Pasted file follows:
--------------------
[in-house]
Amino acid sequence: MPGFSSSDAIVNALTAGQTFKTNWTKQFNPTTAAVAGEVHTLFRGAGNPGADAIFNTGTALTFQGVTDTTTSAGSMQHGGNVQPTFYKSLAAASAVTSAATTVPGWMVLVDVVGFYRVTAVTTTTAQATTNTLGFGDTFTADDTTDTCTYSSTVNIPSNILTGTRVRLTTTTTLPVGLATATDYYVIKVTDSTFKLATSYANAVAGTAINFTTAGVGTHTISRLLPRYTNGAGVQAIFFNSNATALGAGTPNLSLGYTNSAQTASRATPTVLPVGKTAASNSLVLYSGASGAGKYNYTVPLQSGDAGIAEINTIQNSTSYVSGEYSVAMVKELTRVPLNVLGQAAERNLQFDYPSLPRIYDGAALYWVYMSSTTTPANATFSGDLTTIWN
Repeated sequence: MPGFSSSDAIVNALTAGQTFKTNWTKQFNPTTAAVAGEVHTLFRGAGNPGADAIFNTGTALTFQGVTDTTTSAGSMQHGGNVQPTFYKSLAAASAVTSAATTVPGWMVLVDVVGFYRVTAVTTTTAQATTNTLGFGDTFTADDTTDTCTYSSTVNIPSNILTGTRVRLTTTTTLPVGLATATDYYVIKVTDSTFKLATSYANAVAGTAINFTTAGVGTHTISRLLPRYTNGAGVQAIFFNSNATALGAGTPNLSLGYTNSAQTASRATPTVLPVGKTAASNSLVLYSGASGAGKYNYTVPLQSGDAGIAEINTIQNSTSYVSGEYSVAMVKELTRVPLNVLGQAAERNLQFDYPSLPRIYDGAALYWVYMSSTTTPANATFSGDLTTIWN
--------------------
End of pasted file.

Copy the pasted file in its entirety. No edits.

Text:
[in-house]
Amino acid sequence: MPGFSSSDAIVNALTAGQTFKTNWTKQFNPTTAAVAGEVHTLFRGAGNPGADAIFNTGTALTFQGVTDTTTSAGSMQHGGNVQPTFYKSLAAASAVTSAATTVPGWMVLVDVVGFYRVTAVTTTTAQATTNTLGFGDTFTADDTTDTCTYSSTVNIPSNILTGTRVRLTTTTTLPVGLATATDYYVIKVTDSTFKLATSYANAVAGTAINFTTAGVGTHTISRLLPRYTNGAGVQAIFFNSNATALGAGTPNLSLGYTNSAQTASRATPTVLPVGKTAASNSLVLYSGASGAGKYNYTVPLQSGDAGIAEINTIQNSTSYVSGEYSVAMVKELTRVPLNVLGQAAERNLQFDYPSLPRIYDGAALYWVYMSSTTTPANATFSGDLTTIWN
Repeated sequence: MPGFSSSDAIVNALTAGQTFKTNWTKQFNPTTAAVAGEVHTLFRGAGNPGADAIFNTGTALTFQGVTDTTTSAGSMQHGGNVQPTFYKSLAAASAVTSAATTVPGWMVLVDVVGFYRVTAVTTTTAQATTNTLGFGDTFTADDTTDTCTYSSTVNIPSNILTGTRVRLTTTTTLPVGLATATDYYVIKVTDSTFKLATSYANAVAGTAINFTTAGVGTHTISRLLPRYTNGAGVQAIFFNSNATALGAGTPNLSLGYTNSAQTASRATPTVLPVGKTAASNSLVLYSGASGAGKYNYTVPLQSGDAGIAEINTIQNSTSYVSGEYSVAMVKELTRVPLNVLGQAAERNLQFDYPSLPRIYDGAALYWVYMSSTTTPANATFSGDLTTIWN